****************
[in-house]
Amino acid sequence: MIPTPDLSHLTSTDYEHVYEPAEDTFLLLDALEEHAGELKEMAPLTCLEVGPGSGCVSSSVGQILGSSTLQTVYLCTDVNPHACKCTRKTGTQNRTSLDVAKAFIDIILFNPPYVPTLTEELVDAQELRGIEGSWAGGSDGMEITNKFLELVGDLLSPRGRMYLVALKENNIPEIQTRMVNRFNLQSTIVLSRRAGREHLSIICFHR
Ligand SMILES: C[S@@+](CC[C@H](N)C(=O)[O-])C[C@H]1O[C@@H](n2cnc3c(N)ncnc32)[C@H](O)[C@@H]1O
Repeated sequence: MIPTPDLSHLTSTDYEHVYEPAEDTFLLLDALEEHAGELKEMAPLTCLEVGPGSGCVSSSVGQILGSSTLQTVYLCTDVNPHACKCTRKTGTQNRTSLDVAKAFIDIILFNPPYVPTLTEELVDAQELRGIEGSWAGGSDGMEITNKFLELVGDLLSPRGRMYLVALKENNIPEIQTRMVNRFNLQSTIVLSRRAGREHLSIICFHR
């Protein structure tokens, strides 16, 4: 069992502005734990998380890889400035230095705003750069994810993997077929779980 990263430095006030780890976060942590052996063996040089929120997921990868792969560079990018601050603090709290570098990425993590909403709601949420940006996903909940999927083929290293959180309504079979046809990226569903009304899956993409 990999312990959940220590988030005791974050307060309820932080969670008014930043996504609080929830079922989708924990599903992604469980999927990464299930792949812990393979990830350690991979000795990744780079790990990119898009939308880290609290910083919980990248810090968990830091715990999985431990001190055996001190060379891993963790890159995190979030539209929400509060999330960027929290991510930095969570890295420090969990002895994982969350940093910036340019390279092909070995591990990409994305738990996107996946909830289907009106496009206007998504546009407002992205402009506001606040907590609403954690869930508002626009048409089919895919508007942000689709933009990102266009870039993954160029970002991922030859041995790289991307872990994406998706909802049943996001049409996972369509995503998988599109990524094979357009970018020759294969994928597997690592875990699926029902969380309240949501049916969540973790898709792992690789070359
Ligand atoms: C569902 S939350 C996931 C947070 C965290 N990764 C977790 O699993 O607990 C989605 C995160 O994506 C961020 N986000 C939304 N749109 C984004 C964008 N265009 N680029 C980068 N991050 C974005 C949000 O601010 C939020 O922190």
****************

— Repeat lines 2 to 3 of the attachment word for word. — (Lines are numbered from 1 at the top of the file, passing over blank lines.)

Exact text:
Amino acid sequence: MIPTPDLSHLTSTDYEHVYEPAEDTFLLLDALEEHAGELKEMAPLTCLEVGPGSGCVSSSVGQILGSSTLQTVYLCTDVNPHACKCTRKTGTQNRTSLDVAKAFIDIILFNPPYVPTLTEELVDAQELRGIEGSWAGGSDGMEITNKFLELVGDLLSPRGRMYLVALKENNIPEIQTRMVNRFNLQSTIVLSRRAGREHLSIICFHR
Ligand SMILES: C[S@@+](CC[C@H](N)C(=O)[O-])C[C@H]1O[C@@H](n2cnc3c(N)ncnc32)[C@H](O)[C@@H]1O